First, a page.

Entropy

“Within a finite period of time past, the earth must have been, and within a finite period of time to come the earth must again be, unfit for the habitation of man as at present constituted, unless operations have been, or are to be performed, which are impossible under the laws to which the known operations going on at present in the material world are subject.”

— “On the Universal Tendency in Nature to the Dissipation of Mechanical Energy”, William Thompson (1852)

A common textbook definition of entropy is the incremental disorder in a particular system. Similar to the textbook definition of energy, this doesn’t really help us much from a practical standpoint. Recall that to properly understand energy in a modern context, it helps to view energy usage from the lens of achieving energetic order. Though the entropy of the universe as a whole is always increasing, we can “reduce” entropy in one system by deliberately “accelerating” entropy in another.

Humans have an extraordinary ability to increase energetic order in one system by doing “work” on such system, at the expense of increasing entropy in another system. If our ancestors left it up to entropy during the Ice Age, they all would have died in the cold. It took work to set up shelter, hunt for food, make clothing, and consume the adequate calories to survive. As a result, animals had to be killed, land had to be disrupted, and fire had to be burned in order to achieve this.

300,000 years later, we’re now witnessing the large-scale byproduct of entropy as a result of mankind’s “work”. Forests have been cleared, oceans have been polluted, air quality in many cities have gone to shit, and entire species of animals have gone extinct. Does that mean we should stop our pursuit of energetic order? No, because history has taught us that we’re never going to decrease our demand for energy. The best thing we can do is contain or properly redirect the entropy we’re emitting elsewhere. Part of this involves innovating on the processes and technologies to extract and purify energy. Carbon capture devices for power plants is one example.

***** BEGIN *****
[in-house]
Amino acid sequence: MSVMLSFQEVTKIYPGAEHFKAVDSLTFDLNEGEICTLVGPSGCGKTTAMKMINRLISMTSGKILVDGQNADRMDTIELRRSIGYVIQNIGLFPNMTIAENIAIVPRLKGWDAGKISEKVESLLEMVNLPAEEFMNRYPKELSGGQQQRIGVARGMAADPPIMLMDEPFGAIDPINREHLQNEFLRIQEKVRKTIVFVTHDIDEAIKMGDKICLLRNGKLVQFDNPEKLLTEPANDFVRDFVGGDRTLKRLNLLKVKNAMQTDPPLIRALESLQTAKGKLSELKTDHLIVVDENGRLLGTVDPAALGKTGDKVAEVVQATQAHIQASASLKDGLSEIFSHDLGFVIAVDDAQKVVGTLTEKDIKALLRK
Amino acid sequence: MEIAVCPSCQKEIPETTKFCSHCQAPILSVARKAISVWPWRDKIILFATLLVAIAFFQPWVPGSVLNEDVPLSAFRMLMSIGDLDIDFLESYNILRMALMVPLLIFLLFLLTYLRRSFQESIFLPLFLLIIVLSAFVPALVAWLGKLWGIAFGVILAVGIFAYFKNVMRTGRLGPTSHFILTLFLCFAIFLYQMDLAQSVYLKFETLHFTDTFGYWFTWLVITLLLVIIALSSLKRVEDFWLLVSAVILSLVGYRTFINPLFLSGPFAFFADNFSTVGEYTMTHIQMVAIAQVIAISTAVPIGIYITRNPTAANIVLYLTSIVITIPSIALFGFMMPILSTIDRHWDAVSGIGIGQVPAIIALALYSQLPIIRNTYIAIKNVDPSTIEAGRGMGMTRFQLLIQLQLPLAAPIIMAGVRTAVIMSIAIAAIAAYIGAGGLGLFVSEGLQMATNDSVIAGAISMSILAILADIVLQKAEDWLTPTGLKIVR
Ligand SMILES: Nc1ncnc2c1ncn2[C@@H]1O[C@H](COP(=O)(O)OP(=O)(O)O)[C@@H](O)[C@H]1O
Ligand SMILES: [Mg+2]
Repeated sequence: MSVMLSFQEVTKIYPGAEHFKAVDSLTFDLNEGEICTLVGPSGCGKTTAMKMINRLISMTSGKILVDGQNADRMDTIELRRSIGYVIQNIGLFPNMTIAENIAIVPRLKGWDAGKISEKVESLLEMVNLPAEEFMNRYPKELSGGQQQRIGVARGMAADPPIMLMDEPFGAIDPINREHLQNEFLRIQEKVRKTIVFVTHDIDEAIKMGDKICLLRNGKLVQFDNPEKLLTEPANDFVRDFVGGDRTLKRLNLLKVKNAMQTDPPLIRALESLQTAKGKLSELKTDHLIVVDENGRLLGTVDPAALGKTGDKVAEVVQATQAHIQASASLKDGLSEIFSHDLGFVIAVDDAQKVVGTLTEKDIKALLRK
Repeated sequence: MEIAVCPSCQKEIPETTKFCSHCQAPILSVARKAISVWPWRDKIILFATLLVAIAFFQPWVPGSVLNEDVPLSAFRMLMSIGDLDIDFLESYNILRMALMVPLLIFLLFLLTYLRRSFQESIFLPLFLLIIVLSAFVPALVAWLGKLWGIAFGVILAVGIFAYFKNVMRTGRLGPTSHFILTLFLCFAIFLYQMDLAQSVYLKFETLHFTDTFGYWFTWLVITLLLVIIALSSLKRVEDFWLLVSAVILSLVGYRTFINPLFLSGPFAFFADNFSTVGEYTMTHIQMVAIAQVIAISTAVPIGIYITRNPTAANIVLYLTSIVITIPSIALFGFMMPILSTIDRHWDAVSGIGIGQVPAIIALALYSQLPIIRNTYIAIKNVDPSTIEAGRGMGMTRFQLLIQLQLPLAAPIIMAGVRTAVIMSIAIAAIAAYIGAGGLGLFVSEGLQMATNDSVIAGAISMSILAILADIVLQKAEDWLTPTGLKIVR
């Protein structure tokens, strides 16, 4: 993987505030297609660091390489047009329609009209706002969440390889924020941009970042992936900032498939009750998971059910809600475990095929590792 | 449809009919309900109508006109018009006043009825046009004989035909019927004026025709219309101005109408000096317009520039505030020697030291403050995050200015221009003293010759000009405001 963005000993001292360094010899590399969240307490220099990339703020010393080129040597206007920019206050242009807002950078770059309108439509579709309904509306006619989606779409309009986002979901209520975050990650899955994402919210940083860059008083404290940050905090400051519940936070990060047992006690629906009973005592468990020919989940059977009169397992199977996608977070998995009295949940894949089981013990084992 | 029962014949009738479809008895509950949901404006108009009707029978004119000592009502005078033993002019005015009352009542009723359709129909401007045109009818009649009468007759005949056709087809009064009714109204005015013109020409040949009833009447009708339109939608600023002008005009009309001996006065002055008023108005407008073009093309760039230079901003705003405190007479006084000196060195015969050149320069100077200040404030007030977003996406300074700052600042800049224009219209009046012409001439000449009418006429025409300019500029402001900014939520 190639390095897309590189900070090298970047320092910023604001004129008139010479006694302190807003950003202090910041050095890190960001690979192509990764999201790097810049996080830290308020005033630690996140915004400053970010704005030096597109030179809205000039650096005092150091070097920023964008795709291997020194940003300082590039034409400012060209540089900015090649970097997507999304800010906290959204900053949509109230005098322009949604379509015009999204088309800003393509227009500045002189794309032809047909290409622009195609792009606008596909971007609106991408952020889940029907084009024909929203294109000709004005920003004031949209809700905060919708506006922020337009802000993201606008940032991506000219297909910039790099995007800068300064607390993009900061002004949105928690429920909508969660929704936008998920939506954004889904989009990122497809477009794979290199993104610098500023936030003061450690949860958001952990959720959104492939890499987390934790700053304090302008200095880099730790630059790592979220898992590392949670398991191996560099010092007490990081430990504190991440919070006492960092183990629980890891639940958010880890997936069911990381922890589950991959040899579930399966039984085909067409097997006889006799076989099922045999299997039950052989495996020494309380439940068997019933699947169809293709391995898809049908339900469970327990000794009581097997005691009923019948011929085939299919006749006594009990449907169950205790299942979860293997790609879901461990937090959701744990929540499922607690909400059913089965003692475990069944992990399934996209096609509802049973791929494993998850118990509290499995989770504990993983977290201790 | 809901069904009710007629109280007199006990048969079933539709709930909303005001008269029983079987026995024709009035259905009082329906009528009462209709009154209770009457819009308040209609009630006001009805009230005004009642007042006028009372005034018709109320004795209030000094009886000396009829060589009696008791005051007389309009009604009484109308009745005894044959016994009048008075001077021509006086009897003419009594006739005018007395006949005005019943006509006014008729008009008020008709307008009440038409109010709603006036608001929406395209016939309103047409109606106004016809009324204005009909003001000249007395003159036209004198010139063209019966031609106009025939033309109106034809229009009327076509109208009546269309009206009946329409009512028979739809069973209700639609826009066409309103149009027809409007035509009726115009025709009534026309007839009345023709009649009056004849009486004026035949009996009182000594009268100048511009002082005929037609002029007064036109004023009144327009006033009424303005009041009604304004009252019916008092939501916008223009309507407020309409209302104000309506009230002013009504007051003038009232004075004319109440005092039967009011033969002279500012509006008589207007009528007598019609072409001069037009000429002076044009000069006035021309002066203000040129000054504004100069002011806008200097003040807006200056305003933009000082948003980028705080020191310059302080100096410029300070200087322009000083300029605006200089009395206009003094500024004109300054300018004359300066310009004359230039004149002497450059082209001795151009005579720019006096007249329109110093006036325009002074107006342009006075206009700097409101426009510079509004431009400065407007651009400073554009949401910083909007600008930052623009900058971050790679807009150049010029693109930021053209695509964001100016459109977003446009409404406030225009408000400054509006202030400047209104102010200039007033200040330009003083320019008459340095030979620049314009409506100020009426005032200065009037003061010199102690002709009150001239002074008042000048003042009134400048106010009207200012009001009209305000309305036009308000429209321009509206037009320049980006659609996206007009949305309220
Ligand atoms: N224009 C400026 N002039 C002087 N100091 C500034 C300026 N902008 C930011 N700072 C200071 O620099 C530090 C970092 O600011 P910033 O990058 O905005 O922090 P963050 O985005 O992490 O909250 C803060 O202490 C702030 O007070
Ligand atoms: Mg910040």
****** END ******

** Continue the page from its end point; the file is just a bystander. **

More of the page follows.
Another solution is using more “dense” forms of clean energy, such as nuclear. Consider that wind farms can require up to 360 times more land to produce the same amount of power as a nuclear facility. Why is nuclear so efficient? Because the “work” put into enriched uranium is the result of exploding stars billions of years ago plus the engineering genius of mankind. Solving for this balance of meeting ever-increasing energy demands without destroying ourselves in the process is perhaps our greatest challenge of the 21st century.

By:

Posted in:


%d bloggers like this: